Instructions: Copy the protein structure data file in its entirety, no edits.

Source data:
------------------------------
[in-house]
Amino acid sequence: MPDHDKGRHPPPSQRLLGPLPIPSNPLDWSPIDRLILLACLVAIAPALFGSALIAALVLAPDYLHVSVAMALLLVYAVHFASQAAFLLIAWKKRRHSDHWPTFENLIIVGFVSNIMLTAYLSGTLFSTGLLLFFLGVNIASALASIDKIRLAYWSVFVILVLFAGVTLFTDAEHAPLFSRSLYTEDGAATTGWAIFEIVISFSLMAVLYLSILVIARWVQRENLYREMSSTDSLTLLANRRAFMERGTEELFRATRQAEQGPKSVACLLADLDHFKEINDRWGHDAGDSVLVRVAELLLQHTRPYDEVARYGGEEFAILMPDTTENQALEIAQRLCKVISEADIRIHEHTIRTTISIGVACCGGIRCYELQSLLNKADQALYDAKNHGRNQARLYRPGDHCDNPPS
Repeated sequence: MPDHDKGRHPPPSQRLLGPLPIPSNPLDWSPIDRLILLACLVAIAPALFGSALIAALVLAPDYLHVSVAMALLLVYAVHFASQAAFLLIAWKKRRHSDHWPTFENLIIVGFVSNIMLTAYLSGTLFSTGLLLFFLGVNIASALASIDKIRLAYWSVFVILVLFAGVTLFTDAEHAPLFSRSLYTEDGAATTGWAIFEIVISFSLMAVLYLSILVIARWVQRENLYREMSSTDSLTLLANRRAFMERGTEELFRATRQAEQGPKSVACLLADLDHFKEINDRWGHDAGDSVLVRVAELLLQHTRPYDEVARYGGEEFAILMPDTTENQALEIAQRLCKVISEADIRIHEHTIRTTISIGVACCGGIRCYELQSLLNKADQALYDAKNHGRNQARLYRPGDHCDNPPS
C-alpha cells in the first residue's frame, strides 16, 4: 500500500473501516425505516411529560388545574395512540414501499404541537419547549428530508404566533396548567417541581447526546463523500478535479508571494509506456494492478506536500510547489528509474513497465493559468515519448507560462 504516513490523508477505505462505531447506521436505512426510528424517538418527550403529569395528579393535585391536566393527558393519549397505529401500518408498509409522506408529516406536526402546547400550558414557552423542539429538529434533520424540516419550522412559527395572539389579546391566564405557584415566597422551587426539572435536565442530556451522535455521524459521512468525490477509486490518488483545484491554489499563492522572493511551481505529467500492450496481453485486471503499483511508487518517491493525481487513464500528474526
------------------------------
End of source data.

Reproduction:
[in-house]
Amino acid sequence: MPDHDKGRHPPPSQRLLGPLPIPSNPLDWSPIDRLILLACLVAIAPALFGSALIAALVLAPDYLHVSVAMALLLVYAVHFASQAAFLLIAWKKRRHSDHWPTFENLIIVGFVSNIMLTAYLSGTLFSTGLLLFFLGVNIASALASIDKIRLAYWSVFVILVLFAGVTLFTDAEHAPLFSRSLYTEDGAATTGWAIFEIVISFSLMAVLYLSILVIARWVQRENLYREMSSTDSLTLLANRRAFMERGTEELFRATRQAEQGPKSVACLLADLDHFKEINDRWGHDAGDSVLVRVAELLLQHTRPYDEVARYGGEEFAILMPDTTENQALEIAQRLCKVISEADIRIHEHTIRTTISIGVACCGGIRCYELQSLLNKADQALYDAKNHGRNQARLYRPGDHCDNPPS
Repeated sequence: MPDHDKGRHPPPSQRLLGPLPIPSNPLDWSPIDRLILLACLVAIAPALFGSALIAALVLAPDYLHVSVAMALLLVYAVHFASQAAFLLIAWKKRRHSDHWPTFENLIIVGFVSNIMLTAYLSGTLFSTGLLLFFLGVNIASALASIDKIRLAYWSVFVILVLFAGVTLFTDAEHAPLFSRSLYTEDGAATTGWAIFEIVISFSLMAVLYLSILVIARWVQRENLYREMSSTDSLTLLANRRAFMERGTEELFRATRQAEQGPKSVACLLADLDHFKEINDRWGHDAGDSVLVRVAELLLQHTRPYDEVARYGGEEFAILMPDTTENQALEIAQRLCKVISEADIRIHEHTIRTTISIGVACCGGIRCYELQSLLNKADQALYDAKNHGRNQARLYRPGDHCDNPPS
C-alpha cells in the first residue's frame, strides 16, 4: 500500500473501516425505516411529560388545574395512540414501499404541537419547549428530508404566533396548567417541581447526546463523500478535479508571494509506456494492478506536500510547489528509474513497465493559468515519448507560462 504516513490523508477505505462505531447506521436505512426510528424517538418527550403529569395528579393535585391536566393527558393519549397505529401500518408498509409522506408529516406536526402546547400550558414557552423542539429538529434533520424540516419550522412559527395572539389579546391566564405557584415566597422551587426539572435536565442530556451522535455521524459521512468525490477509486490518488483545484491554489499563492522572493511551481505529467500492450496481453485486471503499483511508487518517491493525481487513464500528474526